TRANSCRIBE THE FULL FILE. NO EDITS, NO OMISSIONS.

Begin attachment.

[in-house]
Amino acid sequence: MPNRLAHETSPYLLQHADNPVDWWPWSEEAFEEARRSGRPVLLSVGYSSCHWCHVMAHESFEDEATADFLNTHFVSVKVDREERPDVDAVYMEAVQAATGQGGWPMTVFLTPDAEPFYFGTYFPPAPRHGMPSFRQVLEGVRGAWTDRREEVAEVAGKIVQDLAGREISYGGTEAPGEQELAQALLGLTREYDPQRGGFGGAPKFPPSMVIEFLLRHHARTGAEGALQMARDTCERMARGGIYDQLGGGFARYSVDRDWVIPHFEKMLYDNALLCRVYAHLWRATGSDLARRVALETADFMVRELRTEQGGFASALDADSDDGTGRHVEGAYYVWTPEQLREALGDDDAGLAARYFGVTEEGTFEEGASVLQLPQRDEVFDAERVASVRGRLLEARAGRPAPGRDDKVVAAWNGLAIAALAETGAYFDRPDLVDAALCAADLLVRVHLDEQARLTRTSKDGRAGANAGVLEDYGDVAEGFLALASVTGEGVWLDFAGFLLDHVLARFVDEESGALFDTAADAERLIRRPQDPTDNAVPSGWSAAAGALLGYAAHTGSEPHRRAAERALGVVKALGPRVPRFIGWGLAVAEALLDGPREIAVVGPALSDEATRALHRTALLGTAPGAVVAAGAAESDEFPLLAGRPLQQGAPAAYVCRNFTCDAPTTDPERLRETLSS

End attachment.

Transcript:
[in-house]
Amino acid sequence: MPNRLAHETSPYLLQHADNPVDWWPWSEEAFEEARRSGRPVLLSVGYSSCHWCHVMAHESFEDEATADFLNTHFVSVKVDREERPDVDAVYMEAVQAATGQGGWPMTVFLTPDAEPFYFGTYFPPAPRHGMPSFRQVLEGVRGAWTDRREEVAEVAGKIVQDLAGREISYGGTEAPGEQELAQALLGLTREYDPQRGGFGGAPKFPPSMVIEFLLRHHARTGAEGALQMARDTCERMARGGIYDQLGGGFARYSVDRDWVIPHFEKMLYDNALLCRVYAHLWRATGSDLARRVALETADFMVRELRTEQGGFASALDADSDDGTGRHVEGAYYVWTPEQLREALGDDDAGLAARYFGVTEEGTFEEGASVLQLPQRDEVFDAERVASVRGRLLEARAGRPAPGRDDKVVAAWNGLAIAALAETGAYFDRPDLVDAALCAADLLVRVHLDEQARLTRTSKDGRAGANAGVLEDYGDVAEGFLALASVTGEGVWLDFAGFLLDHVLARFVDEESGALFDTAADAERLIRRPQDPTDNAVPSGWSAAAGALLGYAAHTGSEPHRRAAERALGVVKALGPRVPRFIGWGLAVAEALLDGPREIAVVGPALSDEATRALHRTALLGTAPGAVVAAGAAESDEFPLLAGRPLQQGAPAAYVCRNFTCDAPTTDPERLRETLSS